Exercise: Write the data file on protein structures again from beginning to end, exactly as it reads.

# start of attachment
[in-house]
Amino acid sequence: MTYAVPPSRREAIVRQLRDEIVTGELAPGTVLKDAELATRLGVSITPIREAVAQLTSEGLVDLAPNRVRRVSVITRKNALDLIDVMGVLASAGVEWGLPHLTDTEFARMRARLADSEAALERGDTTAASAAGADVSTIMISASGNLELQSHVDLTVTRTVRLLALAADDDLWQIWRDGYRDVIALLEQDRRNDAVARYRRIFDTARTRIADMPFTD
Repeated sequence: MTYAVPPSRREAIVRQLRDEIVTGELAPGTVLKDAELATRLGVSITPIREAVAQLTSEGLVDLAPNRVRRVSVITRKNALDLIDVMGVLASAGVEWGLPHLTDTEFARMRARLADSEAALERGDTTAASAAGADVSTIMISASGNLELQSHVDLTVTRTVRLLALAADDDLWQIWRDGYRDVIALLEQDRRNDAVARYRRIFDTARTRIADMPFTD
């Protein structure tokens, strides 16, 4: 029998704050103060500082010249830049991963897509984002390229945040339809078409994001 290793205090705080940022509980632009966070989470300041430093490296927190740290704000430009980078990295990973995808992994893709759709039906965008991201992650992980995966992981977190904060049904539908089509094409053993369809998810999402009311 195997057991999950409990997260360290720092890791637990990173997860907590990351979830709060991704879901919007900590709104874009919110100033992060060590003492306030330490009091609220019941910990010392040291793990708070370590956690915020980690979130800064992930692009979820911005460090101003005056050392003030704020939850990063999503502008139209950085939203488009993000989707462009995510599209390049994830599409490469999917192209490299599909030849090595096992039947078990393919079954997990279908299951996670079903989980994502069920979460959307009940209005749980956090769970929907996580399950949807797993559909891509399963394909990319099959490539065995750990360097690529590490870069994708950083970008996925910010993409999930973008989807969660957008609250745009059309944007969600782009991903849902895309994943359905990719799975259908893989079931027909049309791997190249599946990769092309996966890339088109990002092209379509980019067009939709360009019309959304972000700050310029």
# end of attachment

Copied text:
[in-house]
Amino acid sequence: MTYAVPPSRREAIVRQLRDEIVTGELAPGTVLKDAELATRLGVSITPIREAVAQLTSEGLVDLAPNRVRRVSVITRKNALDLIDVMGVLASAGVEWGLPHLTDTEFARMRARLADSEAALERGDTTAASAAGADVSTIMISASGNLELQSHVDLTVTRTVRLLALAADDDLWQIWRDGYRDVIALLEQDRRNDAVARYRRIFDTARTRIADMPFTD
Repeated sequence: MTYAVPPSRREAIVRQLRDEIVTGELAPGTVLKDAELATRLGVSITPIREAVAQLTSEGLVDLAPNRVRRVSVITRKNALDLIDVMGVLASAGVEWGLPHLTDTEFARMRARLADSEAALERGDTTAASAAGADVSTIMISASGNLELQSHVDLTVTRTVRLLALAADDDLWQIWRDGYRDVIALLEQDRRNDAVARYRRIFDTARTRIADMPFTD
């Protein structure tokens, strides 16, 4: 029998704050103060500082010249830049991963897509984002390229945040339809078409994001 290793205090705080940022509980632009966070989470300041430093490296927190740290704000430009980078990295990973995808992994893709759709039906965008991201992650992980995966992981977190904060049904539908089509094409053993369809998810999402009311 195997057991999950409990997260360290720092890791637990990173997860907590990351979830709060991704879901919007900590709104874009919110100033992060060590003492306030330490009091609220019941910990010392040291793990708070370590956690915020980690979130800064992930692009979820911005460090101003005056050392003030704020939850990063999503502008139209950085939203488009993000989707462009995510599209390049994830599409490469999917192209490299599909030849090595096992039947078990393919079954997990279908299951996670079903989980994502069920979460959307009940209005749980956090769970929907996580399950949807797993559909891509399963394909990319099959490539065995750990360097690529590490870069994708950083970008996925910010993409999930973008989807969660957008609250745009059309944007969600782009991903849902895309994943359905990719799975259908893989079931027909049309791997190249599946990769092309996966890339088109990002092209379509980019067009939709360009019309959304972000700050310029």